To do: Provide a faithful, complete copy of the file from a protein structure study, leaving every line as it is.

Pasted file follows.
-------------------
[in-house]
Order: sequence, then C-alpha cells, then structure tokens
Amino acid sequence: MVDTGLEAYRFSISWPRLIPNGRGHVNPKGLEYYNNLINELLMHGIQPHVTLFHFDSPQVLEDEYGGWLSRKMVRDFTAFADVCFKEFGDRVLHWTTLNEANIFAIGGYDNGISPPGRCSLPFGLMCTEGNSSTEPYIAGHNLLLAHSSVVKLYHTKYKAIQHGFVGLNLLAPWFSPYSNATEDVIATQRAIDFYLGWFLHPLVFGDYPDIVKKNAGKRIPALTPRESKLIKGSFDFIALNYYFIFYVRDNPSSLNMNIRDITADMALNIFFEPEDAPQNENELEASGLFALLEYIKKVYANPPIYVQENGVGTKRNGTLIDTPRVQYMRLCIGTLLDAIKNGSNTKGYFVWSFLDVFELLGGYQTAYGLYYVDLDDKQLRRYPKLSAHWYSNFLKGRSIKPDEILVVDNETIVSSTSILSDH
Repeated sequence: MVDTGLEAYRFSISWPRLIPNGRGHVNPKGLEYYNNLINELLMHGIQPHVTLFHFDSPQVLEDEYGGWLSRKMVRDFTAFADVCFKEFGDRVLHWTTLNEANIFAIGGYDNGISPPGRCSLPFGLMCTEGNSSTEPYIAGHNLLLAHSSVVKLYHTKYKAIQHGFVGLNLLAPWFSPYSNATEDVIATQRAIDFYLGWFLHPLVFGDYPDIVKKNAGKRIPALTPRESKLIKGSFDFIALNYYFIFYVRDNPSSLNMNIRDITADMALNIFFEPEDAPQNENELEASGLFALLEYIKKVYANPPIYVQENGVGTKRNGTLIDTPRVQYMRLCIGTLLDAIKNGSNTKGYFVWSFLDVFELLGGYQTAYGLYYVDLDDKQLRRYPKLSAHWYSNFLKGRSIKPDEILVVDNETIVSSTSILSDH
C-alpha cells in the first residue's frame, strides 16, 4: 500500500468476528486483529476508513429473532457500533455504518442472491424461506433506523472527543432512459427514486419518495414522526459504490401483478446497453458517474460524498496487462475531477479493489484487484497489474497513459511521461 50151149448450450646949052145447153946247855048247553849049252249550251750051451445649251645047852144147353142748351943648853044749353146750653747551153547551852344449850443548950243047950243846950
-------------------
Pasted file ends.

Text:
[in-house]
Order: sequence, then C-alpha cells, then structure tokens
Amino acid sequence: MVDTGLEAYRFSISWPRLIPNGRGHVNPKGLEYYNNLINELLMHGIQPHVTLFHFDSPQVLEDEYGGWLSRKMVRDFTAFADVCFKEFGDRVLHWTTLNEANIFAIGGYDNGISPPGRCSLPFGLMCTEGNSSTEPYIAGHNLLLAHSSVVKLYHTKYKAIQHGFVGLNLLAPWFSPYSNATEDVIATQRAIDFYLGWFLHPLVFGDYPDIVKKNAGKRIPALTPRESKLIKGSFDFIALNYYFIFYVRDNPSSLNMNIRDITADMALNIFFEPEDAPQNENELEASGLFALLEYIKKVYANPPIYVQENGVGTKRNGTLIDTPRVQYMRLCIGTLLDAIKNGSNTKGYFVWSFLDVFELLGGYQTAYGLYYVDLDDKQLRRYPKLSAHWYSNFLKGRSIKPDEILVVDNETIVSSTSILSDH
Repeated sequence: MVDTGLEAYRFSISWPRLIPNGRGHVNPKGLEYYNNLINELLMHGIQPHVTLFHFDSPQVLEDEYGGWLSRKMVRDFTAFADVCFKEFGDRVLHWTTLNEANIFAIGGYDNGISPPGRCSLPFGLMCTEGNSSTEPYIAGHNLLLAHSSVVKLYHTKYKAIQHGFVGLNLLAPWFSPYSNATEDVIATQRAIDFYLGWFLHPLVFGDYPDIVKKNAGKRIPALTPRESKLIKGSFDFIALNYYFIFYVRDNPSSLNMNIRDITADMALNIFFEPEDAPQNENELEASGLFALLEYIKKVYANPPIYVQENGVGTKRNGTLIDTPRVQYMRLCIGTLLDAIKNGSNTKGYFVWSFLDVFELLGGYQTAYGLYYVDLDDKQLRRYPKLSAHWYSNFLKGRSIKPDEILVVDNETIVSSTSILSDH
C-alpha cells in the first residue's frame, strides 16, 4: 500500500468476528486483529476508513429473532457500533455504518442472491424461506433506523472527543432512459427514486419518495414522526459504490401483478446497453458517474460524498496487462475531477479493489484487484497489474497513459511521461 50151149448450450646949052145447153946247855048247553849049252249550251750051451445649251645047852144147353142748351943648853044749353146750653747551153547551852344449850443548950243047950243846950